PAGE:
You’re being underpaid – now what?
If you’re reading this, we’ll assume that you’ve done the math and figured out that you’ve been potentially been underpaid by your employer.
So now what?
We’ve outlined the next steps that most employees who think they’ve been underpaid should take:
- Make sure your sums are correct, and you’re taking into account deductions like tax, HECS, union membership fees, etc. These things can add up, and oftentimes your pay can be much less than anticipated, simply due to accurate and normal deductions. Check your math – and your payslips – carefully before jumping to conclusions.
- Check what award or agreement you’re on. You may need to dig out the contract you signed upon commencement of work. If you’re on an EBA, your employer should have a copy on site for you to refer to. Keep in mind that even if you are on an EBA, you should not be worse off (see the Better Off Overall Test for more details) than you would be under the relevant award. However, it’s possible to be on what’s called a ‘zombie agreement’, which means you’re getting paid below award rates, but it’s technically legal. If that’s the case, you may need to challenge your award with the FWO.
- Make sure you’re comparing your pay rates to the correct agreement or award. For some industries, this will be pretty straightforward – if you work in a clothing store, for example, you’ll be covered under the General Retail Industry Award. However, there are dozens of modern awards, so make sure you’re looking at the right one.
- If, after all those checks, you’re still convinced that you’ve been underpaid, you should approach management. It may just be an accident, and can be resolved easily.
- If your manager isn’t helpful, or is dismissive of your claims, you should make another request for the issue to be resolved, this time in writing, so you have a record of the fact that you’ve raised the issue.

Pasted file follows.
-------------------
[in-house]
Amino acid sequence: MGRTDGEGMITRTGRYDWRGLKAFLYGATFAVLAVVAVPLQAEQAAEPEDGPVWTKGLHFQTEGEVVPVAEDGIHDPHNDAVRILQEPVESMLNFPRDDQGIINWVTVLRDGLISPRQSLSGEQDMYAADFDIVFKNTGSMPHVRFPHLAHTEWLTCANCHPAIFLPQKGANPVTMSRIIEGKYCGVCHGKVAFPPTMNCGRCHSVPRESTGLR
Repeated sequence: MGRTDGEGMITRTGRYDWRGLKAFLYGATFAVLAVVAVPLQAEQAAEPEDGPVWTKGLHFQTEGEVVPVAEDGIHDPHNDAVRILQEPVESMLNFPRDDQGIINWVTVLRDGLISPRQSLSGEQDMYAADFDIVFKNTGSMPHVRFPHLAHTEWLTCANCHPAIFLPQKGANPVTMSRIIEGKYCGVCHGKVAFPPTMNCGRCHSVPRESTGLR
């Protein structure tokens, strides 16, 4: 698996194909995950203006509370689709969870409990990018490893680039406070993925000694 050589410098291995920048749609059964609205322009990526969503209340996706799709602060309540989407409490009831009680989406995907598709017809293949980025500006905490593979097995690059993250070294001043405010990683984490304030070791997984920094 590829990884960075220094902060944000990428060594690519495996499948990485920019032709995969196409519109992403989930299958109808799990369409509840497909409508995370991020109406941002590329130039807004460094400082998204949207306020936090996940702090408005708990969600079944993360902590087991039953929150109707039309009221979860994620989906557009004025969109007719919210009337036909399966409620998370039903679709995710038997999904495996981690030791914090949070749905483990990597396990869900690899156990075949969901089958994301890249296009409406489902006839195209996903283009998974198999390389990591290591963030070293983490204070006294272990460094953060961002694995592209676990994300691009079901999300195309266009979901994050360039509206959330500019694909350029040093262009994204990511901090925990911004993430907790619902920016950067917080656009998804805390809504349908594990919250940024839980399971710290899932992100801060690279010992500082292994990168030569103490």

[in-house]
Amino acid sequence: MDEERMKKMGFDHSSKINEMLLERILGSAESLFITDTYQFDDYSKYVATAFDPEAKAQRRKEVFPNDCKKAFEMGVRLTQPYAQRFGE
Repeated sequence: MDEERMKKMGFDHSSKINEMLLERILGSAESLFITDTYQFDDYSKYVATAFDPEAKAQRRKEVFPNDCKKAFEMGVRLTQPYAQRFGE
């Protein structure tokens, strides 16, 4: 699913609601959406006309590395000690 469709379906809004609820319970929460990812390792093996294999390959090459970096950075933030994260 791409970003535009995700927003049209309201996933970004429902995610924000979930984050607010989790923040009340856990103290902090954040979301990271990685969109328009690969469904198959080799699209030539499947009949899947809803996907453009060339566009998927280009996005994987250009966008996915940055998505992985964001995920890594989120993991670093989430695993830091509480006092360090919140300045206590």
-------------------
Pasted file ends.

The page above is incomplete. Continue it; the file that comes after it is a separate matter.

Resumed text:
- If the issue persists, and you have evidence that your underpayments are deliberate and in breach of your rights, contact the Fair Work Ombudsman, who will advise next steps.
- Once you’ve lodged an enquiry with the FWO, Fair Work Australia will launch an investigation. If their findings confirm that you’re right, and your rights have been breached, they’ll generally proceed in one or more of the following ways:
- Requesting that an employer fix the situation as soon as it is practical, or within 2 weeks of receiving a letter of contravention
- Allowing an employee to seek payment themselves
- Issuing an official letter of caution that an employer is in contravention
- Court action may be taken but is not in the public interest to do so
- Issuing a fine
- Obtaining a court order to prevent further violations from an employer
- Making an enforceable undertaking which contains an admission of guilt from an employer and the actions they are undertaking to remedy the contraventions
- Penalising an employer through the courts who are violating the Fair Work Act.
Keep in mind that, though intimidating, you’re well within your rights to pursue repayment of wages, and it’s illegal for your employer to make a threat of dismissal towards you, or any employee seeking the assistance of the FWO.